Anyway nice missile ... maybe future Japan will sell them to other nations, (they have been discussing whether need to abandon "three principles of Japan arms export /武器出口三原则") and i know most japanese support japan to build and own nuclear weapons, prepare to lock who ???
    This is exactly what I am talking about. Why is it that they are discussing exporting arms or gaining a nuclear capability? Does it have something to do with the kinds of expressions of hatred towards Japanese people that they occasionally see on the evening news? BTW I disagree with your assertion that most Japanese support this option, but if you can provide a source I will consider it.

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    This AESA ALRAAM missile is practically an air-launched ABM with the ducted ramjet + DPRM combination Japan's arming it with (unless I'm wrong, ALRAAMs operational today still use only one or the other means to increase range and speed, not both at the same time). The missile's engagement envelope will include many short-range theater ballistic missiles if there is enough early warning from BMD radars or sensor drones. ECCM helps the missile break through electronic disturbances; simultaneously, passive sensors on the launching aircraft pin-point the location of the disturbance source and transmit targeting data through datalink to other aircraft. F-15J/DJ and F-2 are getting upgraded IRSTs, ESMs and AESA radar to aid targeting.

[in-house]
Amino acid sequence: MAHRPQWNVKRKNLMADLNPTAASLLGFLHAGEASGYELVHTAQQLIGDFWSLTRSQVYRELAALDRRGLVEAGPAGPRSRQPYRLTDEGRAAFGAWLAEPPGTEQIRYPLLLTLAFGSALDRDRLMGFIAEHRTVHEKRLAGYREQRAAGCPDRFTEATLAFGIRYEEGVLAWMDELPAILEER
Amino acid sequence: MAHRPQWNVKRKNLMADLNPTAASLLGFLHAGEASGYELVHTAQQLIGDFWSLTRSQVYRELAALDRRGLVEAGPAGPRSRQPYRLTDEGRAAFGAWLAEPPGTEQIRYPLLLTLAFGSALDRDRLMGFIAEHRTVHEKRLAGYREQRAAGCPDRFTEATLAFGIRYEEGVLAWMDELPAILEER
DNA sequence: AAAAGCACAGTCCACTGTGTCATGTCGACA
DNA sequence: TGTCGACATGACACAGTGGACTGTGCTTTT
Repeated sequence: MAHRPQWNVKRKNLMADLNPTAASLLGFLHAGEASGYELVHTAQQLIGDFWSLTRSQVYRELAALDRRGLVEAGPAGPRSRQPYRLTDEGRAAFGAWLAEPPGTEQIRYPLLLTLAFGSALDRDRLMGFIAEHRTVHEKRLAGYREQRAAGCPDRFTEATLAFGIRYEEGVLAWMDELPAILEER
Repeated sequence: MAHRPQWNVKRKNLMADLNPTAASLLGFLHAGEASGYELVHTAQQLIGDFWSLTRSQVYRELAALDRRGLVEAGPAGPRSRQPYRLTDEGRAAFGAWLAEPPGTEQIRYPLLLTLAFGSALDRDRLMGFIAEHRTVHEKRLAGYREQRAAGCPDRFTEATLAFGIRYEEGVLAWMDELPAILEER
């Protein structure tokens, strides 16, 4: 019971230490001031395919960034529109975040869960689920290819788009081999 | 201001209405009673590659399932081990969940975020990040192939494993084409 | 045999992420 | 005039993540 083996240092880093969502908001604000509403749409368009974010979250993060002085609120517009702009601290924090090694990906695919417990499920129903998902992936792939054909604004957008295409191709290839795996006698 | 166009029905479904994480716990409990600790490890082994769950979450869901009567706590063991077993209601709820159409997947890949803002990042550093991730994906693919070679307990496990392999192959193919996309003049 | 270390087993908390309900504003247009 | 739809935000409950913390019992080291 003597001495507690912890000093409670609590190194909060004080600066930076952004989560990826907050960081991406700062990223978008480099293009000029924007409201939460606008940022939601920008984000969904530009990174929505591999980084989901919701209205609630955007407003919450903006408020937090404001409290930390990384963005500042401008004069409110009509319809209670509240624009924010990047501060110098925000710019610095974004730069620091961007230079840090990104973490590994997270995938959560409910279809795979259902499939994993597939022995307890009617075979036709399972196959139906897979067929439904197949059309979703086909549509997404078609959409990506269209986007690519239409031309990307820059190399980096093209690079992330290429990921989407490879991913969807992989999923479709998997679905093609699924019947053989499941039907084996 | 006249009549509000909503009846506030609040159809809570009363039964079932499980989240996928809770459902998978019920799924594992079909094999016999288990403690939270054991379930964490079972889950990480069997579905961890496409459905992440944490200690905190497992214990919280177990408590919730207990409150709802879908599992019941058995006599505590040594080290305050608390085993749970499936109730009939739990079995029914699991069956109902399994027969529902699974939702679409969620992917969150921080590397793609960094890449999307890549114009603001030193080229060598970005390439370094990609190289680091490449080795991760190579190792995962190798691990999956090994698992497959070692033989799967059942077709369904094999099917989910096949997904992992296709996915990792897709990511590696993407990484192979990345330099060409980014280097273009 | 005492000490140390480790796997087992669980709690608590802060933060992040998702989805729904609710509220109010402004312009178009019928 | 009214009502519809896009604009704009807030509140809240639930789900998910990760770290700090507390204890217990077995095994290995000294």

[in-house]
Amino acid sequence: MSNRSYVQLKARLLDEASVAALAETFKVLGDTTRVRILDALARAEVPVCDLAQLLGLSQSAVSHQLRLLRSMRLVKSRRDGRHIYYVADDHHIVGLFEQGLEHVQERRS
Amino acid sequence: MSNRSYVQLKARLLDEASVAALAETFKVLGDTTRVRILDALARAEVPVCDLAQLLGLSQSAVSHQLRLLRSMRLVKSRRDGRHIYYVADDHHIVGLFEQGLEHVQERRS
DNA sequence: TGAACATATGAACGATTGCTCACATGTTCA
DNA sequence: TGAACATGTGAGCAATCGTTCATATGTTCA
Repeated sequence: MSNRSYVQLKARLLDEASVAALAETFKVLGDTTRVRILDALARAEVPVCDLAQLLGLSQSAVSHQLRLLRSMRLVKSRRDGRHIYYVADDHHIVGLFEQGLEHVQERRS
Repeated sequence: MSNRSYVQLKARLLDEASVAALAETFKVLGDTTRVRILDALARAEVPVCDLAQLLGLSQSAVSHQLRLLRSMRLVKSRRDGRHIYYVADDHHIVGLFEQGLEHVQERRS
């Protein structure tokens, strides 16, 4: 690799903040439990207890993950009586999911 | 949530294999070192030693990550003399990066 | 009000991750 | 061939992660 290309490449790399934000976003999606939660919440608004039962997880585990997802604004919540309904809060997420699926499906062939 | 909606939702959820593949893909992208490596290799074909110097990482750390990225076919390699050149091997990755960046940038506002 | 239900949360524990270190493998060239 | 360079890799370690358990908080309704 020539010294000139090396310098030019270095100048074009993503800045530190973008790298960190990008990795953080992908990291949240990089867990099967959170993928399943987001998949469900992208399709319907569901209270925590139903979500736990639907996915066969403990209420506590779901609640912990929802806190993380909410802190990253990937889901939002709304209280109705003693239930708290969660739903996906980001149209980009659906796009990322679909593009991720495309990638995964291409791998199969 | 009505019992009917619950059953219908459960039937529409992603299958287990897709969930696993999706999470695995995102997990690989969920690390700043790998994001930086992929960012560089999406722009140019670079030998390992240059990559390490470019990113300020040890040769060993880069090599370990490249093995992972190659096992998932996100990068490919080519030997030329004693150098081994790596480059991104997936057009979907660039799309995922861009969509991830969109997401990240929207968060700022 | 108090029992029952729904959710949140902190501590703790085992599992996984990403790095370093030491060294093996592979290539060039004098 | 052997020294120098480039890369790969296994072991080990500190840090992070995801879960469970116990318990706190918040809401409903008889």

The first sensor fusion and dedicated 'counter-stealth' package in the Asian hemisphere... I think.

    Some more info in English...




    my ability to look for Japanese materials on the missile is very limited. I'm relying on very little translations. This site has a full collection of thesis materials on almost every Japanese next-gen defense program but most of them are not translated.

    http://www.kjclub.com/jp/exchange/ph...81%8F%E3%82%8A
    Last edited by Ambassador; 02-12-2013 at 02:31 PM.

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    More Ingurishi on the TRDI Next-Generation Air-to-Air Missile.







    I wanna entertain a moment to think, which target would this missile have easier time catching, a Raptor or a ballistic missile?

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    Unless you're talking about hitting a missile in the boost phase like NCADE, the engagement envelope against an incoming ballistic missile will be very limited. Even a much bigger missile like the proposed air-launched Patriot was limited in this regard.